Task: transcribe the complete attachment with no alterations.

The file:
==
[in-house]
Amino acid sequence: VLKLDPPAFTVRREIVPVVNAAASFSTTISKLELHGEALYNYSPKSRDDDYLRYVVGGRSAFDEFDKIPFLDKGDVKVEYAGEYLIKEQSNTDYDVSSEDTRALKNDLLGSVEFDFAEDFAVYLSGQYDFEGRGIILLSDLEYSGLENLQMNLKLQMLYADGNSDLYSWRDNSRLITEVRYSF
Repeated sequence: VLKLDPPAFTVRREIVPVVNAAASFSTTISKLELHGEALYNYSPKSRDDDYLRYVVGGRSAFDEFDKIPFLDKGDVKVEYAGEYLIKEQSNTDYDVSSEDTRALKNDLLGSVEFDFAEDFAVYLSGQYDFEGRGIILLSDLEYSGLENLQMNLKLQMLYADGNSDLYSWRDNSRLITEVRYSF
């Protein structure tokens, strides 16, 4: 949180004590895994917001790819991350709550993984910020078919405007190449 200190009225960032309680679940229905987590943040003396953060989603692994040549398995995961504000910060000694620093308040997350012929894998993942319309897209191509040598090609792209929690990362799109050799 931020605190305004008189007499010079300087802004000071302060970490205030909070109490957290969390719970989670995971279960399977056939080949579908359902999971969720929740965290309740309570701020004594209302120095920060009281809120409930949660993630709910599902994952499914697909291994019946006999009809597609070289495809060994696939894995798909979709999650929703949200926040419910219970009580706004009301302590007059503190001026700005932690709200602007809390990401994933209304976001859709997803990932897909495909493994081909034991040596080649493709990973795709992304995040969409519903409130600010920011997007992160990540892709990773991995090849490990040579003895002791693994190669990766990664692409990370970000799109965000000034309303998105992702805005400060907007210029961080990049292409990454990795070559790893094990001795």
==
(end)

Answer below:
[in-house]
Amino acid sequence: VLKLDPPAFTVRREIVPVVNAAASFSTTISKLELHGEALYNYSPKSRDDDYLRYVVGGRSAFDEFDKIPFLDKGDVKVEYAGEYLIKEQSNTDYDVSSEDTRALKNDLLGSVEFDFAEDFAVYLSGQYDFEGRGIILLSDLEYSGLENLQMNLKLQMLYADGNSDLYSWRDNSRLITEVRYSF
Repeated sequence: VLKLDPPAFTVRREIVPVVNAAASFSTTISKLELHGEALYNYSPKSRDDDYLRYVVGGRSAFDEFDKIPFLDKGDVKVEYAGEYLIKEQSNTDYDVSSEDTRALKNDLLGSVEFDFAEDFAVYLSGQYDFEGRGIILLSDLEYSGLENLQMNLKLQMLYADGNSDLYSWRDNSRLITEVRYSF
């Protein structure tokens, strides 16, 4: 949180004590895994917001790819991350709550993984910020078919405007190449 200190009225960032309680679940229905987590943040003396953060989603692994040549398995995961504000910060000694620093308040997350012929894998993942319309897209191509040598090609792209929690990362799109050799 931020605190305004008189007499010079300087802004000071302060970490205030909070109490957290969390719970989670995971279960399977056939080949579908359902999971969720929740965290309740309570701020004594209302120095920060009281809120409930949660993630709910599902994952499914697909291994019946006999009809597609070289495809060994696939894995798909979709999650929703949200926040419910219970009580706004009301302590007059503190001026700005932690709200602007809390990401994933209304976001859709997803990932897909495909493994081909034991040596080649493709990973795709992304995040969409519903409130600010920011997007992160990540892709990773991995090849490990040579003895002791693994190669990766990664692409990370970000799109965000000034309303998105992702805005400060907007210029961080990049292409990454990795070559790893094990001795």